Author Archives | Damian Shiels
The new Ballymote Monument

New Ballymote Monument to Irish of the American Civil War

Towards the end of April I received notification that a new monument dedicated to Irish soldiers of the American Civil War is being unveiled in Ballymote, Co. Sligo next weekend. This is a positive step in what has been, up to this point, extremely disappointing engagement in Ireland with the history and heritage of her […]

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A soldier springs the trapdoor, with men looking on from the trees beyond (Library of Congress)

Edward Wellington Boate: The Andersonville POW Who Came to the Defence of Henry Wirz

Waterford’s Edward Wellington Boate belongs to the large cohort of Irish journalists who ended up fighting, or in someway participating, in the American Civil War. His story is undoubtedly one of the most fascinating. A member of the Tammany regiment, the 42nd New York, his capture and incarceration as a POW set him on a path […]

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A girl in mourning clothes holds an image of her father during the Civil War (Library of Congress)

Bonds Between Women & Daguerreotypes of A Dying Man in 1862

Families often relied on volunteer nurses to keep them informed of a loved one’s condition in hospital. Over time, bonds could develop between these caregivers and the soldier’s wives far away. The correspondence below, written by Emma Smith from St. Elizabeth Hospital, Washington D.C. to Sarah Welsh in Fayette County, Pennsylvania, are a case in point. This poignant collection of […]

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Members of the Michigan Cavalry Brigade Charging in 1864 (Library of Congress)

Dying at the Death: Remembering the Dorcy Family at Appomattox Court House

On 9th April 1865– 150 years ago today– Robert E. Lee surrendered his Army of Northern Virginia to Ulysses S. Grant at Appomattox Court House. Although the event stopped neither the war nor the killing, in the popular imagination it has nonetheless come to be considered as the act which brought the war to a […]

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Massmount, Fanad, Co. Donegal, where James McFadden was married (Google)

‘Killed At The Surrender': The Journey of Two Irishmen to Their Deaths at Sailor’s Creek

There is something particularly poignant about those who lose their lives in the final throes of a conflict– deaths that come when the soldiers themselves are aware the end is in sight. In many cases, the timing of such deaths must have made it even more difficult for those at home to accept. 150 years […]

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'The Fenian Banner', 1866 (Library of Congress)

‘The Next War': The New York Irish-American Looks Towards John Bull, April 1865

150 years ago this month the American Civil War seemed on the verge of ending. The fall of Richmond on 3rd April appeared to have hammered a final nail in the coffin of the Confederate cause. When the New York Irish-American Weekly came out on Saturday 8th April, they printed a piece entitled ‘The End […]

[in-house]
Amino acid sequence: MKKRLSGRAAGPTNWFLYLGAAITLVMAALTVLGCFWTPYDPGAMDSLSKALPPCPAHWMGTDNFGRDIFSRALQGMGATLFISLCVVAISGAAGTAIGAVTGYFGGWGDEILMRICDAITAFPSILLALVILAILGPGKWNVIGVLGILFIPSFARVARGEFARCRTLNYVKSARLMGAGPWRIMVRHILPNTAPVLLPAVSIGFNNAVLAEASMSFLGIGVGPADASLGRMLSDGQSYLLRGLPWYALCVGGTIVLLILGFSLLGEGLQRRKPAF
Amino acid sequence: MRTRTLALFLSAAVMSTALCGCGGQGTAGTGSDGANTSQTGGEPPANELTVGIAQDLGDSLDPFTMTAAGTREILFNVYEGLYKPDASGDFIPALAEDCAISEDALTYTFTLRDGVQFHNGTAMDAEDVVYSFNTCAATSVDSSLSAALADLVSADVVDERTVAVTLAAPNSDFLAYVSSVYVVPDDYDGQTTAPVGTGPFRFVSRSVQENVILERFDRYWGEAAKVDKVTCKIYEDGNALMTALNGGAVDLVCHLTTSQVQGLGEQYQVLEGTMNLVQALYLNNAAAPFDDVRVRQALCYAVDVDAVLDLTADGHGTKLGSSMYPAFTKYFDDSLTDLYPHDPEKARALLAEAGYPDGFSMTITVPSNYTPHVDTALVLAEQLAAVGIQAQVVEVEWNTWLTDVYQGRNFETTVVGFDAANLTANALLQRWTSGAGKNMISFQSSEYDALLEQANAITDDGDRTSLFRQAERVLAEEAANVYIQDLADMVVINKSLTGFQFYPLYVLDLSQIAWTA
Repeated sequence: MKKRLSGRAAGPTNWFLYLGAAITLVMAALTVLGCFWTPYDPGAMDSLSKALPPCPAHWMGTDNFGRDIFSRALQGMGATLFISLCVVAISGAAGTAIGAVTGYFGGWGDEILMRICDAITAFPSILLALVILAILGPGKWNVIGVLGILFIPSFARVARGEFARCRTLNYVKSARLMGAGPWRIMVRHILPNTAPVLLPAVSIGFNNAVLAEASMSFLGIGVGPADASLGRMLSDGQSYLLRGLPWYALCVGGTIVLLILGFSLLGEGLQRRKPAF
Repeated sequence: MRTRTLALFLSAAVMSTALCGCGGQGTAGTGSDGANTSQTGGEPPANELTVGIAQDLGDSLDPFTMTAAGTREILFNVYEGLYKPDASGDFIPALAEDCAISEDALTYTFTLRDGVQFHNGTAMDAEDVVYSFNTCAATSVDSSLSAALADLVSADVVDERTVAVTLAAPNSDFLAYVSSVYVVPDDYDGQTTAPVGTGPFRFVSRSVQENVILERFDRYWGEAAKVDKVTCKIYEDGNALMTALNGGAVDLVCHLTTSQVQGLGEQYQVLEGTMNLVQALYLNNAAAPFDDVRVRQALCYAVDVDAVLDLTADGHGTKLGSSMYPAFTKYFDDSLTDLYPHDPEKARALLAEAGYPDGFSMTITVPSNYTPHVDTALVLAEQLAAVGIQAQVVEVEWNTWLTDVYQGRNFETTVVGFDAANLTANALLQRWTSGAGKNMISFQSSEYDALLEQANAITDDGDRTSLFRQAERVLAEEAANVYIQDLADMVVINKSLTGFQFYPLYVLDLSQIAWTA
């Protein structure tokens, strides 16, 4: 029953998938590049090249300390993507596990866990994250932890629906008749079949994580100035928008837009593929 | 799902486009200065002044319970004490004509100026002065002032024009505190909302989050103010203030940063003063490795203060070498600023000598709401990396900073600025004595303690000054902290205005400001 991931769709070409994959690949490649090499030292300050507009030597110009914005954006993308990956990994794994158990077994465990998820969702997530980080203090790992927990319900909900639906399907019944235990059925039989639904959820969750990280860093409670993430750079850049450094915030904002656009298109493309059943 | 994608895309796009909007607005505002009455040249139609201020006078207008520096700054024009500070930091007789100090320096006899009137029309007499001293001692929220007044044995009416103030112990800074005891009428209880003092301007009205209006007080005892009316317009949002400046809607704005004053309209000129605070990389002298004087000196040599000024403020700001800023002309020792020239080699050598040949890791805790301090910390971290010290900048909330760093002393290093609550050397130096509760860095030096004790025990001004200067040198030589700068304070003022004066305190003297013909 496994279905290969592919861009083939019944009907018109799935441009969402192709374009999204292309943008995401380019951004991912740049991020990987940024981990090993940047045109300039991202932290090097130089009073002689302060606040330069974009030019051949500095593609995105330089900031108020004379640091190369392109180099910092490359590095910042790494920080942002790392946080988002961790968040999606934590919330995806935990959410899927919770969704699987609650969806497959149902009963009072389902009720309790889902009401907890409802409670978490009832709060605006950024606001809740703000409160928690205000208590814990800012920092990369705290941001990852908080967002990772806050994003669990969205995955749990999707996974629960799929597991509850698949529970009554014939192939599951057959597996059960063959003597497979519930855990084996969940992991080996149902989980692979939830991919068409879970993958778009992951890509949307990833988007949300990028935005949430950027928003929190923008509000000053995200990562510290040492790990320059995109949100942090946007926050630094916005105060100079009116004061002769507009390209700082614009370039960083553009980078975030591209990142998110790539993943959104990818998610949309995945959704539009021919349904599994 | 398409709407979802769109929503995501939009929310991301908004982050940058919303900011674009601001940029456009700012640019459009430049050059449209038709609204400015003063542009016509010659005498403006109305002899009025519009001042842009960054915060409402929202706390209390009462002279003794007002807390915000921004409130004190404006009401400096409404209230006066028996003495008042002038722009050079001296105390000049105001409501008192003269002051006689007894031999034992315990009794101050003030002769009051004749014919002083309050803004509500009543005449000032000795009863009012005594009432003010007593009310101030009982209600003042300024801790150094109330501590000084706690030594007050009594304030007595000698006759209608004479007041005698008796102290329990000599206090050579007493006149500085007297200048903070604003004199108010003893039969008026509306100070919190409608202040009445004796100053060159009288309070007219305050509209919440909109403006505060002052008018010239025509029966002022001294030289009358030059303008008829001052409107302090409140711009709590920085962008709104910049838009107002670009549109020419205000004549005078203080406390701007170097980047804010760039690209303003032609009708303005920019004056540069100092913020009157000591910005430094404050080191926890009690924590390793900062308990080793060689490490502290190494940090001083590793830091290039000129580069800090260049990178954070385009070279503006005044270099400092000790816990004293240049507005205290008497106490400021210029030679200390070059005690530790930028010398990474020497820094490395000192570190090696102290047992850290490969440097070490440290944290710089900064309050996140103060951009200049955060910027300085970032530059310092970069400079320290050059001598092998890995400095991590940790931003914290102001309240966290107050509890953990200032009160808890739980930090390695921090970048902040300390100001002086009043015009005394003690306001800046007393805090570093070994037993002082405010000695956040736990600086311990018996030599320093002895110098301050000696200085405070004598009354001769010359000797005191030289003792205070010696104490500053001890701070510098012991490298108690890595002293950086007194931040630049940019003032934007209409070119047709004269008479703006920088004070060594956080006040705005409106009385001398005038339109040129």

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The Return of the 69th New York, 1861 by Louis Lang. Thomas Madigan had been anticipating such a homecoming before Bull Run (New York Historical Society)

The Madigans: Famine Survival, Emigration & Obligation in 19th Century Ireland & America

Each pension file contains fragments of one Irish family’s story. They are rarely complete, but nonetheless they often offer us rare insight into aspects of the 19th century Irish emigrant experience. Few match the breadth of the story told in the Madigan pension file. That family’s words and letters take us from the Great Famine […]

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Irish emigrants sending money back to Ireland from the Emigrants Savings Bank in 1880 (Library of Congress)

‘As Good A Chance to Escape As Any Other': A Cork Soldier’s Aid to His Family in Ireland, 1864

Occasionally, I am asked why any Irish impacted by the American Civil War should be remembered in Ireland. After all, the argument goes, these people left our shores, and they weren’t fighting for ‘Ireland.’ In response, I usually point out that many were Famine-era emigrants, who often felt they had little choice but to leave. […]

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Lieutenant-Colonel James J. Smith and officers of the 69th New York, an image exposed just a few weeks after the Battle of Skinner's Farm (Library of Congress)

‘I Trust the Almighty Will Spare Me My Life': Charles Traynor & the Battle of Skinner’s Farm, 25th March 1865

In March 1865, Charles Traynor wrote home to his mother Catharine in New York. A veteran of some of the most famed Irish Brigade actions of the war, he was still at the front as the conflict began to enter its final days. ‘I trust the Almythy will spear me my life’ he confided to […]

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Mining coal three miles underground in Pennsylvania, c. 1895 (Library of Congress)

Coal Mining, Draft Rioting & The Molly Maguires: From Laois to Schuylkill with the Delaney Family

The Widow’s Pension Files often offer us the opportunity to explore the wider Irish emigrant experience through the lense of a single family. Such is the case with Private Thomas Delaney of the 19th Pennsylvania Cavalry. His family’s story allows us to travel with them, as they journeyed from the coalfields of pre-Famine Laois to […]

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